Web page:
At the same time, the WBG program continues to maintain a long-term focus that maximizes opportunities to support Turkey’s progression to higher-income status.

    Last Updated: Apr 10, 2019

  • Economy

    RECENT ECONOMIC DEVELOPMENTS

    Growth in 2018 fell to 2.7 percent, with a contraction in economic activity in the last two quarters. Over the past year, Turkey has experienced intense market turbulence, and by end-2018, the nominal effective exchange rate had declined by 25 percent, consumer inflation was above 20 percent, and policy interest rates had tripled to 24 percent. Since the end of September, the exchange rate has become more stable and gross international reserves have risen nearly 20 percent to US$99 billion, although the perception of market risk remains elevated.

    A slowdown in the real sector began in the second half of 2018, and a sharp contraction in private consumption and investment took hold over the course of the year. The impact on growth would have been more severe had there not been a strong external adjustment that led import volumes to sharply contract, exports to grow over the year, and the current account deficit to move into surplus in the last quarter.

    With growing corporate indebtedness, including in foreign currency or foreign exchange–indexed loans, coupled with weakening domestic demand, part of the corporate sector is under stress. Banks are undergoing a process of balance sheet repair, as their liabilities to foreign banks have fallen by 16 percent from their peak in August and domestic credit has contracted since end-September.

    ECONOMIC OUTLOOK

    Growth over 2019 is projected to fall to 1.0 percent, with contractions between the fourth quarter of 2018 and the second quarter of 2019 (year-on-year). Growth in private consumption is expected to return in the third quarter (year-on-year), aided by policy measures such as the minimum wage hike in January and recently announced employment support programs.

    The overall fiscal deficit is expected to expand further in 2019. Robust government consumption growth is expected to contribute to growth in 2019, while investment, both public and private, is projected to contract substantially over the year. Import volumes are expected to fall slightly and, despite lower growth expectations in Europe, improved price competitiveness is expected to boost exports over 2019.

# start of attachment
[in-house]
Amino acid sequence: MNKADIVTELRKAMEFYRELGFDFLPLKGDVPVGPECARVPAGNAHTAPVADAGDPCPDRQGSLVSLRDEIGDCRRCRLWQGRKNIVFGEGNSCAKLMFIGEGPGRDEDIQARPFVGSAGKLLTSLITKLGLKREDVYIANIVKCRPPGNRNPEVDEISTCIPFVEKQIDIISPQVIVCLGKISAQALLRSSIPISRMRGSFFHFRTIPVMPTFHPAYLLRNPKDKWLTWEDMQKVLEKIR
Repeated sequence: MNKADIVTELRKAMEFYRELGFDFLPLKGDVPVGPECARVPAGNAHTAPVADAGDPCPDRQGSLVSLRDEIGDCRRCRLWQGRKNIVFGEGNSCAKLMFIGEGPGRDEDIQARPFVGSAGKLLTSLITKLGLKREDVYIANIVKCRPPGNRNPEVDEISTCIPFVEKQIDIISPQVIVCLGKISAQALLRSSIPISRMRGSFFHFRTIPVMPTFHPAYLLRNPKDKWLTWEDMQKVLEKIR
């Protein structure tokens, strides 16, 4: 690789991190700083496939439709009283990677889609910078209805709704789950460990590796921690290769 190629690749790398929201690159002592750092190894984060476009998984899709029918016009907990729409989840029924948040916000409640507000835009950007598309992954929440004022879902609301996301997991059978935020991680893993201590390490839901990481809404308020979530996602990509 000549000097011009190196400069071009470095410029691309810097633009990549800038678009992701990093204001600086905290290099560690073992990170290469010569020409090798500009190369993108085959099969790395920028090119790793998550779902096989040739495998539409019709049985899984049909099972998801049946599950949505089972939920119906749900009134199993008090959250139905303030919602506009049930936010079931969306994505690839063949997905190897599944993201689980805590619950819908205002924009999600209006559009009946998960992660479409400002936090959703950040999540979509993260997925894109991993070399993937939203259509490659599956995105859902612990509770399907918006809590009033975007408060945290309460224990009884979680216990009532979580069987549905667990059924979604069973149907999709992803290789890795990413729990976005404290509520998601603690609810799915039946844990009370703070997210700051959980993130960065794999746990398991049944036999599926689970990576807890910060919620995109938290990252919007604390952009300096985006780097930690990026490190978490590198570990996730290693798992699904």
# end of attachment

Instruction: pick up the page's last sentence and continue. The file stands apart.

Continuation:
In 2020, growth is projected to recover momentum and reach 3 percent, led by recovering private consumption and investment, and accelerate further to 4 percent in 2021.

    Inflation is expected to decline to around 10 percent by end-2019, aided by a continued tight monetary policy stance. Credit markets are projected to remain muted as banks go through a process of deleveraging in 2019. Corporate stress is likely to lead to a further deterioration in banks’ asset quality, though the full extent of balance sheet losses is unlikely to be realized until 2020.

    Last Updated: Apr 10, 2019

  • Highlighted Project

    Turkish Health Transformation Program and Beyond

    For over a decade, the World Bank Group (WBG) has been a partner in policy and system reform in Turkey’s health sector.

    The Bank approached the challenges in the health sector with two Adaptable Program Loans (APLs) that have supported Turkey’s Health Transformation Program (HTP) since 2003. The Bank provided guidance and shared the experiences of other countries during the introduction and rollout of the family medicine system, which replaced the health center/health post structures at the primary care level with community health centers and family medicine centers. The Bank also provided technical assistance in the preparation of the Social Security and Universal Health Insurance Law of 2008. The Bank’s global knowledge and technical experience in health reforms and institutional development made it an important partner for the implementation of the program. In turn, Turkey’s success in this sector provides other countries with a useful model of health care reform.

    WBG support to the health program has been a key element of the CPF in support of Turkey’s development plans, which include the critical objective of “making the health sector effective.” However, despite achieving a “best practice” for its universal health care reform, the rise of noncommunicable diseases (NCDs) in the burden of overall disease in Turkey remains a key health challenge.

    The ongoing Health System Strengthening and Support Project aims to improve the primary and secondary prevention of selected NCDs, increase the efficiency of public hospital management, and enhance the capacity of the Ministry of Health for evidence-based policy making.

    Last Updated: Apr 10, 2019


LENDING

Turkey: Commitments by Fiscal Year (in millions of dollars)*

*Amounts include IBRD and IDA commitments




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Additional Resources

Country Office Contacts

Ankara, Turkey
Ugur Mumcu Cad. No:88 2nd Floor,
+90 312 4598300
turkeywebfdbk@worldbank.org